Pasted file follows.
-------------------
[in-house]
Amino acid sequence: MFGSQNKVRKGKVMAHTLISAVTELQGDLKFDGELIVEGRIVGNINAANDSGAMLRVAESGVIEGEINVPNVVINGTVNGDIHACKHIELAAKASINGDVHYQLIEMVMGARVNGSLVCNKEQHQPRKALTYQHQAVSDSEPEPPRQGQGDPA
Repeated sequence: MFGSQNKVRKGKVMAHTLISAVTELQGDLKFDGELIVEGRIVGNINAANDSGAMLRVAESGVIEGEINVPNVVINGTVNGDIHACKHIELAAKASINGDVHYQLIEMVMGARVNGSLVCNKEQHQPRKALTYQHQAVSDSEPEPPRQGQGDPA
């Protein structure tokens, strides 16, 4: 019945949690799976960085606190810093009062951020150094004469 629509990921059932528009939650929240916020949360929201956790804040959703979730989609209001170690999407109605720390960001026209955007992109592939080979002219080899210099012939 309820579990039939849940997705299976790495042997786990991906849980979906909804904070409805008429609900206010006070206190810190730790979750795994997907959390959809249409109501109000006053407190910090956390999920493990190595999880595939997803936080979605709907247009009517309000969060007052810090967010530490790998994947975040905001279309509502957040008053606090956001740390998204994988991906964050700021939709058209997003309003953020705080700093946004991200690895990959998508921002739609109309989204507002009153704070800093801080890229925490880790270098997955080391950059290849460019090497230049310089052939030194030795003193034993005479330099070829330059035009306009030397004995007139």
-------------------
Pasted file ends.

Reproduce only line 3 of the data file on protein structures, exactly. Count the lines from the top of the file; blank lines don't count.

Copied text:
Repeated sequence: MFGSQNKVRKGKVMAHTLISAVTELQGDLKFDGELIVEGRIVGNINAANDSGAMLRVAESGVIEGEINVPNVVINGTVNGDIHACKHIELAAKASINGDVHYQLIEMVMGARVNGSLVCNKEQHQPRKALTYQHQAVSDSEPEPPRQGQGDPA